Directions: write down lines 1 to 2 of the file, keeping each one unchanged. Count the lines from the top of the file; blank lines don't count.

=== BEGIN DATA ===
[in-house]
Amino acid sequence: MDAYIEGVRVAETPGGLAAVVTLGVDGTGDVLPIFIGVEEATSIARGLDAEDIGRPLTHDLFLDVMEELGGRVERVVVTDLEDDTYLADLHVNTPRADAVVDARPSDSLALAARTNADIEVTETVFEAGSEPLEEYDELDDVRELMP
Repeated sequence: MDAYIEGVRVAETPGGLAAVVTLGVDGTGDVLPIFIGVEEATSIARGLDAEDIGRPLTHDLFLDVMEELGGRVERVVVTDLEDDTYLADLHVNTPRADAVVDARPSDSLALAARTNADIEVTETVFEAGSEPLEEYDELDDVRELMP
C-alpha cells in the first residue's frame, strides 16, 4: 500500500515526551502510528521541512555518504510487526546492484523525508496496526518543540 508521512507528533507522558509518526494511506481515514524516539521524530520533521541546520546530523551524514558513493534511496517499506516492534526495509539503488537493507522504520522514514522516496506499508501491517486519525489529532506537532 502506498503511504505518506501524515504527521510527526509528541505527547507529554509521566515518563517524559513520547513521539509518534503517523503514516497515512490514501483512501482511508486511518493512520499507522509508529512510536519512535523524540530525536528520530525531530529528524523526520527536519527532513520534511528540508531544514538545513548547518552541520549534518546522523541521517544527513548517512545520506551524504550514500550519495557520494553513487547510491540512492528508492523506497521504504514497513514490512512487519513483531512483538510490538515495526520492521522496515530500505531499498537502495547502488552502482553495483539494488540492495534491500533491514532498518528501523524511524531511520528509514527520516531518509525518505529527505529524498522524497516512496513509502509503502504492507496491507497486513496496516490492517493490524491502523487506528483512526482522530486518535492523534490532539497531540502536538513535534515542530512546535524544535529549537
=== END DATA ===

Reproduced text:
[in-house]
Amino acid sequence: MDAYIEGVRVAETPGGLAAVVTLGVDGTGDVLPIFIGVEEATSIARGLDAEDIGRPLTHDLFLDVMEELGGRVERVVVTDLEDDTYLADLHVNTPRADAVVDARPSDSLALAARTNADIEVTETVFEAGSEPLEEYDELDDVRELMP